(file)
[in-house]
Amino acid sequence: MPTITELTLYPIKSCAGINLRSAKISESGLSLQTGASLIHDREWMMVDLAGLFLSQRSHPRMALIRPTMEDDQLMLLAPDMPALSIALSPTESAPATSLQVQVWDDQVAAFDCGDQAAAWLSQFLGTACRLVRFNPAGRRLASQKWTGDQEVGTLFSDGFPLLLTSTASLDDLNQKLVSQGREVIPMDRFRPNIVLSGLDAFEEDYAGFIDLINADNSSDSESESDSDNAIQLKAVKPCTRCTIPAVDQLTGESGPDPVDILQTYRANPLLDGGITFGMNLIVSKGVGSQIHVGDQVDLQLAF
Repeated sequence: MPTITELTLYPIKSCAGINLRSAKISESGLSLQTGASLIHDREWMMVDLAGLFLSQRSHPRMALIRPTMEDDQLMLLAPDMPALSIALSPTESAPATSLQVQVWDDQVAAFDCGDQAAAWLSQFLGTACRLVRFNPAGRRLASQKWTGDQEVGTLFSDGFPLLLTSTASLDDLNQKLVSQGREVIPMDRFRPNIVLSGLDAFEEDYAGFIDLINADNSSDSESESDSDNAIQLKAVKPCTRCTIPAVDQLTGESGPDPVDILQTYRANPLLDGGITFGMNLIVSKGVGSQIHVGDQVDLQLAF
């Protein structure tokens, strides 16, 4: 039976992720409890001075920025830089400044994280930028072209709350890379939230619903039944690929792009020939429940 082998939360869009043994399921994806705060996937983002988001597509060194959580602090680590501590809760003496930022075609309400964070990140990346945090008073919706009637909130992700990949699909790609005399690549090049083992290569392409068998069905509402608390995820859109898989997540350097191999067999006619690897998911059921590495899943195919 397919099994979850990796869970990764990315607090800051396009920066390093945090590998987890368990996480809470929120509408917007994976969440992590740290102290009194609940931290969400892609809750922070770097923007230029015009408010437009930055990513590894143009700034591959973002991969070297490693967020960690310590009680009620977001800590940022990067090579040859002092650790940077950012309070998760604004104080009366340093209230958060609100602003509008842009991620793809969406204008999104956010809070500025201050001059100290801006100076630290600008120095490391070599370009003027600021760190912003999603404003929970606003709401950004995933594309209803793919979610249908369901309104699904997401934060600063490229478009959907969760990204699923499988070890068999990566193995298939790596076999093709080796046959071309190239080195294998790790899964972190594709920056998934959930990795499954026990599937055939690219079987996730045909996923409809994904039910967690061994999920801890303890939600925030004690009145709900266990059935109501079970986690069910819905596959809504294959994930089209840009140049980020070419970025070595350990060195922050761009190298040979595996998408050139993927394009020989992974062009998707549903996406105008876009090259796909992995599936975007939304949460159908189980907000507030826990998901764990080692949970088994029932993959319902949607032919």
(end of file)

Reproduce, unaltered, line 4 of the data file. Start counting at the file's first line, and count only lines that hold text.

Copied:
């Protein structure tokens, strides 16, 4: 039976992720409890001075920025830089400044994280930028072209709350890379939230619903039944690929792009020939429940 082998939360869009043994399921994806705060996937983002988001597509060194959580602090680590501590809760003496930022075609309400964070990140990346945090008073919706009637909130992700990949699909790609005399690549090049083992290569392409068998069905509402608390995820859109898989997540350097191999067999006619690897998911059921590495899943195919 397919099994979850990796869970990764990315607090800051396009920066390093945090590998987890368990996480809470929120509408917007994976969440992590740290102290009194609940931290969400892609809750922070770097923007230029015009408010437009930055990513590894143009700034591959973002991969070297490693967020960690310590009680009620977001800590940022990067090579040859002092650790940077950012309070998760604004104080009366340093209230958060609100602003509008842009991620793809969406204008999104956010809070500025201050001059100290801006100076630290600008120095490391070599370009003027600021760190912003999603404003929970606003709401950004995933594309209803793919979610249908369901309104699904997401934060600063490229478009959907969760990204699923499988070890068999990566193995298939790596076999093709080796046959071309190239080195294998790790899964972190594709920056998934959930990795499954026990599937055939690219079987996730045909996923409809994904039910967690061994999920801890303890939600925030004690009145709900266990059935109501079970986690069910819905596959809504294959994930089209840009140049980020070419970025070595350990060195922050761009190298040979595996998408050139993927394009020989992974062009998707549903996406105008876009090259796909992995599936975007939304949460159908189980907000507030826990998901764990080692949970088994029932993959319902949607032919």